In 1917, the National War Garden Commission began their call to action: “Do your bit and plant a War Garden. We need the food.” During the war, many men who worked in farming had to leave for the service, so people planted gardens to grow their own food and help increase production on the homefront. It was a way that women and children could support their community, and they grew any number of vegetables and greens. This photograph was taken of a now unknown Cleveland family to promote growing food. The mother has dressed her son as a soldier and her daughters wear Red Cross nurse costumes.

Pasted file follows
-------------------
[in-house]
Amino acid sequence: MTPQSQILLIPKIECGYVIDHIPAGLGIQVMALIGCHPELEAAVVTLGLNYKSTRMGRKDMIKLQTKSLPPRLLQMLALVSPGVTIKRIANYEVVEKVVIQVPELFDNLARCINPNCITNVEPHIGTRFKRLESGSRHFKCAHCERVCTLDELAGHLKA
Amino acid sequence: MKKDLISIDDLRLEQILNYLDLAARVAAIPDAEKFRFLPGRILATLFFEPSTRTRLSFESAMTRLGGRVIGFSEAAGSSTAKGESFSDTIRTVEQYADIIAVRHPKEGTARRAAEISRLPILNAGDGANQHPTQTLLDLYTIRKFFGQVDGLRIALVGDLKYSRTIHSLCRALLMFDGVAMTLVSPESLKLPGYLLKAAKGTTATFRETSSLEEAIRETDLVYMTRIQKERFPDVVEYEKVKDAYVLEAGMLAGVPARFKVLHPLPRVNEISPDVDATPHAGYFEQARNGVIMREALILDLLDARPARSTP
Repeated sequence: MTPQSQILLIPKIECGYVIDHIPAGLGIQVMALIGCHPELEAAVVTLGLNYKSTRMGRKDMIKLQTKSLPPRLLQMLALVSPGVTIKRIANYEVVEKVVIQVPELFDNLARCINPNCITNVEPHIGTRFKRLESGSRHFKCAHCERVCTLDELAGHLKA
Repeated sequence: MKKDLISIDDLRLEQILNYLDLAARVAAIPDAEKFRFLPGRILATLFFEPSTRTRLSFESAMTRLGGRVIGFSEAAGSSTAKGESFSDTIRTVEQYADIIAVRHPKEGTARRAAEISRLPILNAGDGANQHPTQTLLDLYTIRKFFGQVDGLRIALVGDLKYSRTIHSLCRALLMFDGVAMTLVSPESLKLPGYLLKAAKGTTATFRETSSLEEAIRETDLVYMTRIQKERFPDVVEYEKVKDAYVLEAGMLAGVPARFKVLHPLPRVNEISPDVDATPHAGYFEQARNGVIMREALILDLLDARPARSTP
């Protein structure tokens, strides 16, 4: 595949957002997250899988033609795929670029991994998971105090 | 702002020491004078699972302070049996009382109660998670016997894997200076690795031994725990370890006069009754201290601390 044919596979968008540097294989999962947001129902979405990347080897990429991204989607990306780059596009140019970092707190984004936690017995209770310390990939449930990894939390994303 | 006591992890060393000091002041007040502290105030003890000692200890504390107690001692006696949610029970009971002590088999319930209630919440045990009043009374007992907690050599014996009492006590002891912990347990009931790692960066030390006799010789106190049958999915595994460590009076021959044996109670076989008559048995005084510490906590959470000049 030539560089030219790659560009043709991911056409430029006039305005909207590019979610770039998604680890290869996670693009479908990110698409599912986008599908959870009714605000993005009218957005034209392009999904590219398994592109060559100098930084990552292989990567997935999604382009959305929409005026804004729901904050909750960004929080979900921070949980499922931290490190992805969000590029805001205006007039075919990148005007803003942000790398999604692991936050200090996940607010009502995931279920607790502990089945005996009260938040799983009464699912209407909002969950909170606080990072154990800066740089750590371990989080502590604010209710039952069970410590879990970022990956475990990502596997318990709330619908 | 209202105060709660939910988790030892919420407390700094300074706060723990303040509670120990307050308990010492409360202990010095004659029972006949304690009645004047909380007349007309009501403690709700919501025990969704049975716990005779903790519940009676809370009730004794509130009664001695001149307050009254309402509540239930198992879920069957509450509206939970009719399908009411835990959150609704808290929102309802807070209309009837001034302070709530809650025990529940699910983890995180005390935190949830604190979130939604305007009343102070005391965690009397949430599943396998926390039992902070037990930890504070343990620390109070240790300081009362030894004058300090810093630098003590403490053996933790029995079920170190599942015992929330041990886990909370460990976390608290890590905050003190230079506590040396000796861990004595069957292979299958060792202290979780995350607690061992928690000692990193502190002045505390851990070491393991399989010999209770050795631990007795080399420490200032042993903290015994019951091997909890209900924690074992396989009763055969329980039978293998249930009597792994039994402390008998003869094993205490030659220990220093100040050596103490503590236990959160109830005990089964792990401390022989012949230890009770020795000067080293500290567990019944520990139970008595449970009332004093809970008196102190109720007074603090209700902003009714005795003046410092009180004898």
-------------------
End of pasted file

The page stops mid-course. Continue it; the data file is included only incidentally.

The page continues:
In Cleveland, war gardens, or “Victory Gardens” only increased during WWII, when even Public Square and the White House lawn became vegetable gardens. Growing food helped ease the troubles of rationing, and boosted morale. Clevelander Alice Collum was featured in the Call & Post with her garden on East 90th Street. Although the homefront effort was a serious topic, Clevelanders enjoyed working in their gardens, and by 1943 there were an estimated 18 million new gardens. They were so popular that they also became the butt of jokes, as seen in this Charles Allen’s Call & Post cartoon.